Breakfast at Tiffany’s Lunch at Saks! (Day at Avon, part three)
I had the great pleasure of having lunch at Saks with Avon editors Tessa Woodward and Esi Sogah. Tessa and Esi are good people to know. Not just because they’re fun, smart, sassy women, but because they read ALL the queries that come to Avon. That’s right – ALL the queries. They take turns – one week, Tessa will read them, and the next week, it will be Esi’s turn. Most of the questions people gave me beforehand had to do with queries and submissions, and Tessa and Esi were happy to dish. Here’s a primer on how NOT to query Avon:
Don’t describe your book in vague terms. (“It’s a thrilling story of love and adventure!”) Be specific about what sets your plot apart and makes your characters unique.
Don’t spend five paragraphs talking about yourself and one paragraph describing your book.
If you get a form letter rejection, don’t write back and accuse them of not reading your query. They read every query. Every. Query.
If you get rejected, don’t write back and tell them they clearly have no taste in books.
Don’t resubmit the same query the next week. They do talk amongst themselves, and they do remember.
Don’t resend the same query addressed to a different editor. As I said, in any given week, they all go to one person.
If you’re asked to submit a partial, don’t obsess about fonts, font size, margins. So long as it’s professional-looking and legible, they don’t really care whether you use Courier 12 or TNR 14 or whathaveyou.
If, after submitting, you discover a tiny typo on page 34 of your partial – don’t write the editor a letter to ‘correct’ it. A few typos aren’t going to make or break your submission. A query riddled with typos doesn’t sit well with them, but if you misspell “the” as “teh” once, it’s no big deal.
If your submission isn’t accepted, don’t give up. Esi said there was an author who submitted two or three manuscripts – she liked the writing, but the projects just weren’t right for Avon. When she needed to fill a spot in an anthology, however, she remembered that writer and gave her a call.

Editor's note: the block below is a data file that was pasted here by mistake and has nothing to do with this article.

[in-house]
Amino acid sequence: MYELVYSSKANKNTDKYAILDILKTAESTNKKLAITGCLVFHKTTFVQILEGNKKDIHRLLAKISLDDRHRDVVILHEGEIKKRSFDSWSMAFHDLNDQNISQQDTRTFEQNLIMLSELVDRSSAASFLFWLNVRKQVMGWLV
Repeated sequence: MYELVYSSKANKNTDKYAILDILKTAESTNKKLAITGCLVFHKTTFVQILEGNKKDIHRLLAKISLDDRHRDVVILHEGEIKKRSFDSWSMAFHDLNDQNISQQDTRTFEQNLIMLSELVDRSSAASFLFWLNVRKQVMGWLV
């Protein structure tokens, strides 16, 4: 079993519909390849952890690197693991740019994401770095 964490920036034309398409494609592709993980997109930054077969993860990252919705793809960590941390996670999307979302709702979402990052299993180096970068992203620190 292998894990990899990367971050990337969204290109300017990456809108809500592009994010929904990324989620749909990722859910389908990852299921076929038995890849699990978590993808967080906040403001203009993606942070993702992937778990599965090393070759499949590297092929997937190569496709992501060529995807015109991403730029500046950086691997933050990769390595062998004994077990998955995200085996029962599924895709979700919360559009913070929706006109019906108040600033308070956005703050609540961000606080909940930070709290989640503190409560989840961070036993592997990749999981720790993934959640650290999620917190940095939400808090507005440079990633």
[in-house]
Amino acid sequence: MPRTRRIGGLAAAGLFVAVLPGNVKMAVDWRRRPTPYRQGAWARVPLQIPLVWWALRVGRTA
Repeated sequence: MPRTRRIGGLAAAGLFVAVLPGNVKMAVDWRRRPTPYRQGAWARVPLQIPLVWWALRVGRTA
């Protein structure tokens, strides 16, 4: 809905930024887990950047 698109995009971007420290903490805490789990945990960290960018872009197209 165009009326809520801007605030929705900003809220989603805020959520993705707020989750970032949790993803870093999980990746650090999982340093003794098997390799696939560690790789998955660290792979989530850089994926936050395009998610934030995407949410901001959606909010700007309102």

I also asked about trends in romance. Esi said paranormal doesn’t seem to be going away anytime soon. She said that in historicals, there seems to be a trend toward more heroes and heroines who are “commoners” rather than the ubiquitous lords and ladies. That will be welcome news to several of you, I think!
Lastly, I asked them, “What makes a submission really stand out?”
Their oh-so-specific answer?
“If it’s good.”
So there you go. Write a good book. Then write a good query. Don’t act like a paranoid fruitcake. Hope that helps! *wink*
Oh, and then we talked titles. Evidently, an author has about as much chance of choosing her book’s title as I have of fitting into Audrey Hepburn’s capris. The editors have meetings to bandy around title possibilities. Tessa and Esi’s latest favorite? The Secret Passion of Simon Blackwell. Because who wouldn’t be intrigued by that title? A secret passion – yum!
So leave me a comment – your favorite title, perhaps? Or maybe you have another question about submissions I didn’t answer – chances are we might have covered it, and I’ve forgotten to write it here. One commenter will win a copy of The Secret Passion of Simon Blackwell, a stylish Avon baseball cap, and – in honor of my 5th Avenue luncheon – a copy of This Little Piggy Went To Prada.
Tomorrow I’ll talk about my conversation with Carolyn Pittis, the marketing brains behind the FanLit competition. She wanted my feedback about the contest, and I want yours!